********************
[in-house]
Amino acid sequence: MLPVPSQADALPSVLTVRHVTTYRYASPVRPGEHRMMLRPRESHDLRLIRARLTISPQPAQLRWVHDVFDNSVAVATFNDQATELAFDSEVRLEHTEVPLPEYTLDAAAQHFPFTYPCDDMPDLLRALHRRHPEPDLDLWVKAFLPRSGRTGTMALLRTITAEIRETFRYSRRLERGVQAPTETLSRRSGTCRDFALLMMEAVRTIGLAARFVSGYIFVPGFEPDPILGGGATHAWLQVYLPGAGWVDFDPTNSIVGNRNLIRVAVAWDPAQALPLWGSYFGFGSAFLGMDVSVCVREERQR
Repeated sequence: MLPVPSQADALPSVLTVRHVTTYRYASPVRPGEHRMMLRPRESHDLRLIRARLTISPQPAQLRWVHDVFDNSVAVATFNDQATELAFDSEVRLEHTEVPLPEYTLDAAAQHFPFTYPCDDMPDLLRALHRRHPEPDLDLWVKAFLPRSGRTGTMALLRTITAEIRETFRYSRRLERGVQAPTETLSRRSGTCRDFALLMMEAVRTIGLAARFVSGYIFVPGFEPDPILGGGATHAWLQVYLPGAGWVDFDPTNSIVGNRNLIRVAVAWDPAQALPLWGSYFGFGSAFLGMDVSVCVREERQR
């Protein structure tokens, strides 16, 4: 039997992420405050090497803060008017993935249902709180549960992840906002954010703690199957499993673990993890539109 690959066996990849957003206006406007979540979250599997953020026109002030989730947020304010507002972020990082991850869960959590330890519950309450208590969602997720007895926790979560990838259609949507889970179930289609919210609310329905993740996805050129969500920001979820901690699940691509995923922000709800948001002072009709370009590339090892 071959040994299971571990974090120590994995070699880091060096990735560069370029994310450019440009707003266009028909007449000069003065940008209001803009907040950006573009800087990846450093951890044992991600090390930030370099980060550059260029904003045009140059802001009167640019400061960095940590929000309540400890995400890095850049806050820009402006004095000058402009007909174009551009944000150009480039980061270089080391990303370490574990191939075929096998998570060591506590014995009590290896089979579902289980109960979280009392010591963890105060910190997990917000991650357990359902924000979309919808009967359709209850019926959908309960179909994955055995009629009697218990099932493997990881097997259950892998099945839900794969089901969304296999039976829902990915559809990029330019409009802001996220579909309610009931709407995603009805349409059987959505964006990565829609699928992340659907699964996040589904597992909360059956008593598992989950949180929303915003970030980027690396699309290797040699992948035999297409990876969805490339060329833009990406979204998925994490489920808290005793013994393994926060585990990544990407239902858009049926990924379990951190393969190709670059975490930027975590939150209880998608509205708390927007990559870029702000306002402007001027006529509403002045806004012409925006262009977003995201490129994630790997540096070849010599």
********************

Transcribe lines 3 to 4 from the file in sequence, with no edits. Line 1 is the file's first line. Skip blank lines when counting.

Repeated sequence: MLPVPSQADALPSVLTVRHVTTYRYASPVRPGEHRMMLRPRESHDLRLIRARLTISPQPAQLRWVHDVFDNSVAVATFNDQATELAFDSEVRLEHTEVPLPEYTLDAAAQHFPFTYPCDDMPDLLRALHRRHPEPDLDLWVKAFLPRSGRTGTMALLRTITAEIRETFRYSRRLERGVQAPTETLSRRSGTCRDFALLMMEAVRTIGLAARFVSGYIFVPGFEPDPILGGGATHAWLQVYLPGAGWVDFDPTNSIVGNRNLIRVAVAWDPAQALPLWGSYFGFGSAFLGMDVSVCVREERQR
């Protein structure tokens, strides 16, 4: 039997992420405050090497803060008017993935249902709180549960992840906002954010703690199957499993673990993890539109 690959066996990849957003206006406007979540979250599997953020026109002030989730947020304010507002972020990082991850869960959590330890519950309450208590969602997720007895926790979560990838259609949507889970179930289609919210609310329905993740996805050129969500920001979820901690699940691509995923922000709800948001002072009709370009590339090892 071959040994299971571990974090120590994995070699880091060096990735560069370029994310450019440009707003266009028909007449000069003065940008209001803009907040950006573009800087990846450093951890044992991600090390930030370099980060550059260029904003045009140059802001009167640019400061960095940590929000309540400890995400890095850049806050820009402006004095000058402009007909174009551009944000150009480039980061270089080391990303370490574990191939075929096998998570060591506590014995009590290896089979579902289980109960979280009392010591963890105060910190997990917000991650357990359902924000979309919808009967359709209850019926959908309960179909994955055995009629009697218990099932493997990881097997259950892998099945839900794969089901969304296999039976829902990915559809990029330019409009802001996220579909309610009931709407995603009805349409059987959505964006990565829609699928992340659907699964996040589904597992909360059956008593598992989950949180929303915003970030980027690396699309290797040699992948035999297409990876969805490339060329833009990406979204998925994490489920808290005793013994393994926060585990990544990407239902858009049926990924379990951190393969190709670059975490930027975590939150209880998608509205708390927007990559870029702000306002402007001027006529509403002045806004012409925006262009977003995201490129994630790997540096070849010599």